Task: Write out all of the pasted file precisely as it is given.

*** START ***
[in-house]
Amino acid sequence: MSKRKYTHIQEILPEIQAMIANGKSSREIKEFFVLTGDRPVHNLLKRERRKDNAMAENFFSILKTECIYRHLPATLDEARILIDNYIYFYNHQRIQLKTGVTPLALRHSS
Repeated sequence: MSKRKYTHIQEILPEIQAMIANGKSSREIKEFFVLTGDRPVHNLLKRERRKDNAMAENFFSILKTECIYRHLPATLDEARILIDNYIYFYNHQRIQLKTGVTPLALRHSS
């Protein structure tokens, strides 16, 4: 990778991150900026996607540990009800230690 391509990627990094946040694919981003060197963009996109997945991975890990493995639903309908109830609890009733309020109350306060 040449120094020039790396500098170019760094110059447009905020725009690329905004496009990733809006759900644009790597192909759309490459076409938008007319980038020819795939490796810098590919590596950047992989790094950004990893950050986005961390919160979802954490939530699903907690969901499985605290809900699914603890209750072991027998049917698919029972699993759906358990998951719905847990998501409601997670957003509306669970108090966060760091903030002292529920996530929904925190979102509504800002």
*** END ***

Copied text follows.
[in-house]
Amino acid sequence: MSKRKYTHIQEILPEIQAMIANGKSSREIKEFFVLTGDRPVHNLLKRERRKDNAMAENFFSILKTECIYRHLPATLDEARILIDNYIYFYNHQRIQLKTGVTPLALRHSS
Repeated sequence: MSKRKYTHIQEILPEIQAMIANGKSSREIKEFFVLTGDRPVHNLLKRERRKDNAMAENFFSILKTECIYRHLPATLDEARILIDNYIYFYNHQRIQLKTGVTPLALRHSS
């Protein structure tokens, strides 16, 4: 990778991150900026996607540990009800230690 391509990627990094946040694919981003060197963009996109997945991975890990493995639903309908109830609890009733309020109350306060 040449120094020039790396500098170019760094110059447009905020725009690329905004496009990733809006759900644009790597192909759309490459076409938008007319980038020819795939490796810098590919590596950047992989790094950004990893950050986005961390919160979802954490939530699903907690969901499985605290809900699914603890209750072991027998049917698919029972699993759906358990998951719905847990998501409601997670957003509306669970108090966060760091903030002292529920996530929904925190979102509504800002």